During the second and third quarters of the seventeenth century gentlemen and wealthy clothiers in the Halifax district created a unique style of domestic building. Though their gabled halls were arranged in a traditional manner, the decorative details applied to the exteriors were amazing in their virtuosity. An influential prototype was the (demolished) Methley Hall, a fifteenth-century structure enlarged between 1588 and 1611 by Sir John Savile and his son, Sir Henry. Sir John was a founder member of the Society of Antiquaries and a friend of William Camden, (1605); his youngest brother, Thomas, also had a considerable reputation as an authority on British antiquities. It was therefore natural for the Saviles to favour elements taken from Gothic architecture as well as classical forms. Methley was the first house in the West Riding to have an enormous hall window divided by numerous mullions and transoms. The master masons responsible for the building were probably those members of the Akroyd family whose names appear in the contemporary Methley parish register. John, Abraham and Martin Akroyd also erected the first West Riding buildings to have distinctive windows shaped like a rose or a Catherine-wheel. The original source of inspiration for these may have been Robert Smythson, the great Elizabethan architect, who in 1599 designed a circular window divided into twelve lights.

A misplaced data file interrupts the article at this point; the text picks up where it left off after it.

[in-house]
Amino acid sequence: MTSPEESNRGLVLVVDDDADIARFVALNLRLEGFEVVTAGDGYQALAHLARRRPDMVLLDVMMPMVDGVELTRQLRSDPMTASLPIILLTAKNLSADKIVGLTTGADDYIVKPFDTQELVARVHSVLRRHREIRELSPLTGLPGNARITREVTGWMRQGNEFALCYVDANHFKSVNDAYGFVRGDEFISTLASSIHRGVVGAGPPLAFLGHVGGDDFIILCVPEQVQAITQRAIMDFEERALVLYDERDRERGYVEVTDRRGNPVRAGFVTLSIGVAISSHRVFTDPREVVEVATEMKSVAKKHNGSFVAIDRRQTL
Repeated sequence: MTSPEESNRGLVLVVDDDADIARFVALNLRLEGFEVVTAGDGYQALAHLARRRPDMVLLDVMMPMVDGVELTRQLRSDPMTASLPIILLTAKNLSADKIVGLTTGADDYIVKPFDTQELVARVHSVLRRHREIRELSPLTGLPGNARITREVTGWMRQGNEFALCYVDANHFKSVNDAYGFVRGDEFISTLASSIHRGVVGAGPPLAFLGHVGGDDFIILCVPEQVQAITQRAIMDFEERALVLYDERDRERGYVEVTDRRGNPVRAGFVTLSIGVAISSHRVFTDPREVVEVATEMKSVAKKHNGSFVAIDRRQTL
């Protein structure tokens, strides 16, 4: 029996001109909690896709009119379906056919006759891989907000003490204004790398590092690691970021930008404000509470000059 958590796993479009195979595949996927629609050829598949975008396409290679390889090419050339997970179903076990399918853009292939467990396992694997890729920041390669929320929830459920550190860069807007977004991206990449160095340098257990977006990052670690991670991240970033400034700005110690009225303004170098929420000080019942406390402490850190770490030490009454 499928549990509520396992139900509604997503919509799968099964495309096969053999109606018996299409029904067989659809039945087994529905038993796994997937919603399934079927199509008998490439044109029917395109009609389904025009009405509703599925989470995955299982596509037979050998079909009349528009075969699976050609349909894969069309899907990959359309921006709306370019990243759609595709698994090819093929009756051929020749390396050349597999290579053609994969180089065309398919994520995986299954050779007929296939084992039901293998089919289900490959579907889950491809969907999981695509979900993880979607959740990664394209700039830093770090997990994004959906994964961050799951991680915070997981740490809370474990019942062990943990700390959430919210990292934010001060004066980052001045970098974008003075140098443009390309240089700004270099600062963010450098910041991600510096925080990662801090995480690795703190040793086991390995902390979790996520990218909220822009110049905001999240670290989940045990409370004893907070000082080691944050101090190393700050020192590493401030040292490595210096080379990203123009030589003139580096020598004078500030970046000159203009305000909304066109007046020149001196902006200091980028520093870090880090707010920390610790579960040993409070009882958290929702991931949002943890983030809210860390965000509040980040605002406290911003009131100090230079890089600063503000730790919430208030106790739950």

William Wilkinson, of Astley, married Jennet,a widow, daughter of Henry Savile, in Halifax in 1610.
Source:Visitation of Yorkshire, Sir.William Dugdale, A.D. 1665 and 1666John Savile(1644-1717) of Methley, son of John Savile and Margaret Garraway, bought the Thrybergh estate from the Reresby family. John Savile drowned in a draw-well in the court of the White Bear, at Wakefield. It was left uncovered, and he fell into it on a dark night. There were several gentlemen at the inn, one of whom, William Watson, swung down by the rope in the hope of saving Mr. Savile. Both got into the bucket, but while they were ascending, the rope broke, and they were drowned.
Henry Savile, son of John died in 1723 and the daughter Elizabeth, wife of John Finch, was heiress to the Thrybergh Estates. After the death of Elizabeth , Thrybergh went to her son, Savile Finch, esq. of Thrybergh, M. P. for Malton, who had no issue, and having full power over the estates, left them to his wife, Judith, daughter of John Fullerton. She resided, at Thrybergh for twenty years after her husband's decease, and dying in 1803, bequeathed her possessions to her own family, the Fullertons, which included an annuity of £500 to her nephew, John Fullerton of Bramley Hall.